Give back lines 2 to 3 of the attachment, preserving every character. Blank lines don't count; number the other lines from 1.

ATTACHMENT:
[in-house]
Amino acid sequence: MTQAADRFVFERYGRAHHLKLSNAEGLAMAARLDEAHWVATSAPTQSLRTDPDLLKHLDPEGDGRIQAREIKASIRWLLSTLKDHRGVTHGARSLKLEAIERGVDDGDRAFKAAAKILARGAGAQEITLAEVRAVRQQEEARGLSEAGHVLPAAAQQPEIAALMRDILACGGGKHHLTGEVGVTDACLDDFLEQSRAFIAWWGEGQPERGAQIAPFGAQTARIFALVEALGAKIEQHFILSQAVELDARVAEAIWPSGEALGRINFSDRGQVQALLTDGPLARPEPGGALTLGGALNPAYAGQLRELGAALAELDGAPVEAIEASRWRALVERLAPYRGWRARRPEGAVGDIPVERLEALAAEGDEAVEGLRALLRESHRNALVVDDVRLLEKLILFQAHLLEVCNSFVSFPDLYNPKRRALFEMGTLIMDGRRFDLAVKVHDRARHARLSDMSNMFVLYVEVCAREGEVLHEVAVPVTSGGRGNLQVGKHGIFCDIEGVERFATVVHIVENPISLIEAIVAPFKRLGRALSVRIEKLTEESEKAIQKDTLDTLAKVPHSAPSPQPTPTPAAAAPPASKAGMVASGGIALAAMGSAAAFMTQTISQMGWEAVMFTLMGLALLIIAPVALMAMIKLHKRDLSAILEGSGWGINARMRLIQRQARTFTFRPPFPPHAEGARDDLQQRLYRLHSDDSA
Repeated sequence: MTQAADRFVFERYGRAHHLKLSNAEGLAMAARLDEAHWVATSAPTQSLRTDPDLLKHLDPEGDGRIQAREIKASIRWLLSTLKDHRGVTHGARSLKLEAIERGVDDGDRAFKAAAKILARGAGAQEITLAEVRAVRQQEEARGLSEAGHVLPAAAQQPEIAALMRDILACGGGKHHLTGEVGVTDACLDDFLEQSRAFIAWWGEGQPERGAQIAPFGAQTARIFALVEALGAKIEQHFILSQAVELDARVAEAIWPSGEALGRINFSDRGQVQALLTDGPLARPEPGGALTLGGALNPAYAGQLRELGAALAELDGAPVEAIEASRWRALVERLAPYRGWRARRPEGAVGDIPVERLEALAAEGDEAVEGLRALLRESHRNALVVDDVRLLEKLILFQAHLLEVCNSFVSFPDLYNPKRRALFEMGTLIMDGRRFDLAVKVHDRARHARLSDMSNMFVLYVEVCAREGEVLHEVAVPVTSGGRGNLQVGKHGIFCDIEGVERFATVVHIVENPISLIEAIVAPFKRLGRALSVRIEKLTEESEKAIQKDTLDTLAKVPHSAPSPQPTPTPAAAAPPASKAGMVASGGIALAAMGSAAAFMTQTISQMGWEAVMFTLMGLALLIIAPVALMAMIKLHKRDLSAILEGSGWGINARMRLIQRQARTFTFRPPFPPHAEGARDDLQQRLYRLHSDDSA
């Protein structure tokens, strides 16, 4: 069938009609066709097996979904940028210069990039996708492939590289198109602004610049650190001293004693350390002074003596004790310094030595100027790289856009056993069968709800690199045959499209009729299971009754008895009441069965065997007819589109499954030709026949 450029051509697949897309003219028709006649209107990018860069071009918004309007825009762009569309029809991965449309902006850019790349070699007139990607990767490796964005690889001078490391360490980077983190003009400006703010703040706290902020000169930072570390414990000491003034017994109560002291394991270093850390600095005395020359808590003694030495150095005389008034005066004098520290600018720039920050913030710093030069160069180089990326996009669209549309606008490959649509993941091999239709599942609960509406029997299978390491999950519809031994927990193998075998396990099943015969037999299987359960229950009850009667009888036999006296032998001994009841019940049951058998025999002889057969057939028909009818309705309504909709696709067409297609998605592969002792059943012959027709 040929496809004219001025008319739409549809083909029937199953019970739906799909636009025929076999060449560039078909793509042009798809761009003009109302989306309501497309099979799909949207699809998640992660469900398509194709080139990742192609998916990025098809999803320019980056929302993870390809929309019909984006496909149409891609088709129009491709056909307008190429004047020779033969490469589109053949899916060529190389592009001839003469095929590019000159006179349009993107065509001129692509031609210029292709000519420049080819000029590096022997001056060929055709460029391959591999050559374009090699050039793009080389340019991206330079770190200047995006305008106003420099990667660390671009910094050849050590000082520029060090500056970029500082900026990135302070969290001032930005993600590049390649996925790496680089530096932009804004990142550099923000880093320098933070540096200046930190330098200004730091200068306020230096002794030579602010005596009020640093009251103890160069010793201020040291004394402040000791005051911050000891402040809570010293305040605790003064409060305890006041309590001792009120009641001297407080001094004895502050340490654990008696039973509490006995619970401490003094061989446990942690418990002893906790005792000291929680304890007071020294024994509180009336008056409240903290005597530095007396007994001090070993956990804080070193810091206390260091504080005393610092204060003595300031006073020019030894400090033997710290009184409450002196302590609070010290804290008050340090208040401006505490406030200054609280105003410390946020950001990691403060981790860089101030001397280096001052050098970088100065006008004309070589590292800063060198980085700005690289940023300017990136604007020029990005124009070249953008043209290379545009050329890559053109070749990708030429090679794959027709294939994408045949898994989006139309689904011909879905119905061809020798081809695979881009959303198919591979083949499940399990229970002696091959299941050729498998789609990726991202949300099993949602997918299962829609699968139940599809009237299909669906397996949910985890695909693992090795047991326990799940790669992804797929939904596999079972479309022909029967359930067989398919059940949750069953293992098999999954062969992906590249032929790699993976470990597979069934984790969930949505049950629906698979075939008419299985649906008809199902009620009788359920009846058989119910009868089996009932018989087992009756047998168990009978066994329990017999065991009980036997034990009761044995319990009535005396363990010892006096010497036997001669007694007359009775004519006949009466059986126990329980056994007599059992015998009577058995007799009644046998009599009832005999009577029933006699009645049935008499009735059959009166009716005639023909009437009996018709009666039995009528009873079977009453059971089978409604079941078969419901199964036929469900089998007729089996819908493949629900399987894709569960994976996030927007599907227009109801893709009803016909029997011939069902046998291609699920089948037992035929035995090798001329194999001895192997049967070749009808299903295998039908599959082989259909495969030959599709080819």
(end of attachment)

Amino acid sequence: MTQAADRFVFERYGRAHHLKLSNAEGLAMAARLDEAHWVATSAPTQSLRTDPDLLKHLDPEGDGRIQAREIKASIRWLLSTLKDHRGVTHGARSLKLEAIERGVDDGDRAFKAAAKILARGAGAQEITLAEVRAVRQQEEARGLSEAGHVLPAAAQQPEIAALMRDILACGGGKHHLTGEVGVTDACLDDFLEQSRAFIAWWGEGQPERGAQIAPFGAQTARIFALVEALGAKIEQHFILSQAVELDARVAEAIWPSGEALGRINFSDRGQVQALLTDGPLARPEPGGALTLGGALNPAYAGQLRELGAALAELDGAPVEAIEASRWRALVERLAPYRGWRARRPEGAVGDIPVERLEALAAEGDEAVEGLRALLRESHRNALVVDDVRLLEKLILFQAHLLEVCNSFVSFPDLYNPKRRALFEMGTLIMDGRRFDLAVKVHDRARHARLSDMSNMFVLYVEVCAREGEVLHEVAVPVTSGGRGNLQVGKHGIFCDIEGVERFATVVHIVENPISLIEAIVAPFKRLGRALSVRIEKLTEESEKAIQKDTLDTLAKVPHSAPSPQPTPTPAAAAPPASKAGMVASGGIALAAMGSAAAFMTQTISQMGWEAVMFTLMGLALLIIAPVALMAMIKLHKRDLSAILEGSGWGINARMRLIQRQARTFTFRPPFPPHAEGARDDLQQRLYRLHSDDSA
Repeated sequence: MTQAADRFVFERYGRAHHLKLSNAEGLAMAARLDEAHWVATSAPTQSLRTDPDLLKHLDPEGDGRIQAREIKASIRWLLSTLKDHRGVTHGARSLKLEAIERGVDDGDRAFKAAAKILARGAGAQEITLAEVRAVRQQEEARGLSEAGHVLPAAAQQPEIAALMRDILACGGGKHHLTGEVGVTDACLDDFLEQSRAFIAWWGEGQPERGAQIAPFGAQTARIFALVEALGAKIEQHFILSQAVELDARVAEAIWPSGEALGRINFSDRGQVQALLTDGPLARPEPGGALTLGGALNPAYAGQLRELGAALAELDGAPVEAIEASRWRALVERLAPYRGWRARRPEGAVGDIPVERLEALAAEGDEAVEGLRALLRESHRNALVVDDVRLLEKLILFQAHLLEVCNSFVSFPDLYNPKRRALFEMGTLIMDGRRFDLAVKVHDRARHARLSDMSNMFVLYVEVCAREGEVLHEVAVPVTSGGRGNLQVGKHGIFCDIEGVERFATVVHIVENPISLIEAIVAPFKRLGRALSVRIEKLTEESEKAIQKDTLDTLAKVPHSAPSPQPTPTPAAAAPPASKAGMVASGGIALAAMGSAAAFMTQTISQMGWEAVMFTLMGLALLIIAPVALMAMIKLHKRDLSAILEGSGWGINARMRLIQRQARTFTFRPPFPPHAEGARDDLQQRLYRLHSDDSA